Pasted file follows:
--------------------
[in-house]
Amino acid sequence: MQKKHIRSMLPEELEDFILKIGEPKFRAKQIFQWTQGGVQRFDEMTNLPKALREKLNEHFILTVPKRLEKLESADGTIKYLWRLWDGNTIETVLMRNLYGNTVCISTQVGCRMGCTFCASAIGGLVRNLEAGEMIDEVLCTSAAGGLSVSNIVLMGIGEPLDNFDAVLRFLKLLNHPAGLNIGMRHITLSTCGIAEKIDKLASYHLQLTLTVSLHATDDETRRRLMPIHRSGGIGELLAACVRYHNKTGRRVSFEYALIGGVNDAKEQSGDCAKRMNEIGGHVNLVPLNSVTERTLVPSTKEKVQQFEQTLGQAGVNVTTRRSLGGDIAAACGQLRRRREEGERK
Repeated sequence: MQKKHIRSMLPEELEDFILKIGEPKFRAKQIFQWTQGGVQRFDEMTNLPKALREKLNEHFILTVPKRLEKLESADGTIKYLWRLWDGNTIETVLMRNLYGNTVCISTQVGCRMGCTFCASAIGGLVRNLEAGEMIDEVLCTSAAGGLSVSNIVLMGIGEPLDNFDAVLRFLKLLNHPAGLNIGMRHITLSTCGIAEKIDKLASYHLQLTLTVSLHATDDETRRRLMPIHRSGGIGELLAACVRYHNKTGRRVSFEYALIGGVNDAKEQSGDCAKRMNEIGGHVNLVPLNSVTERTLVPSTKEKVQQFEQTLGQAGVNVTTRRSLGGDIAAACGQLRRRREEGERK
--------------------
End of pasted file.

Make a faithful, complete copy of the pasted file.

[in-house]
Amino acid sequence: MQKKHIRSMLPEELEDFILKIGEPKFRAKQIFQWTQGGVQRFDEMTNLPKALREKLNEHFILTVPKRLEKLESADGTIKYLWRLWDGNTIETVLMRNLYGNTVCISTQVGCRMGCTFCASAIGGLVRNLEAGEMIDEVLCTSAAGGLSVSNIVLMGIGEPLDNFDAVLRFLKLLNHPAGLNIGMRHITLSTCGIAEKIDKLASYHLQLTLTVSLHATDDETRRRLMPIHRSGGIGELLAACVRYHNKTGRRVSFEYALIGGVNDAKEQSGDCAKRMNEIGGHVNLVPLNSVTERTLVPSTKEKVQQFEQTLGQAGVNVTTRRSLGGDIAAACGQLRRRREEGERK
Repeated sequence: MQKKHIRSMLPEELEDFILKIGEPKFRAKQIFQWTQGGVQRFDEMTNLPKALREKLNEHFILTVPKRLEKLESADGTIKYLWRLWDGNTIETVLMRNLYGNTVCISTQVGCRMGCTFCASAIGGLVRNLEAGEMIDEVLCTSAAGGLSVSNIVLMGIGEPLDNFDAVLRFLKLLNHPAGLNIGMRHITLSTCGIAEKIDKLASYHLQLTLTVSLHATDDETRRRLMPIHRSGGIGELLAACVRYHNKTGRRVSFEYALIGGVNDAKEQSGDCAKRMNEIGGHVNLVPLNSVTERTLVPSTKEKVQQFEQTLGQAGVNVTTRRSLGGDIAAACGQLRRRREEGERK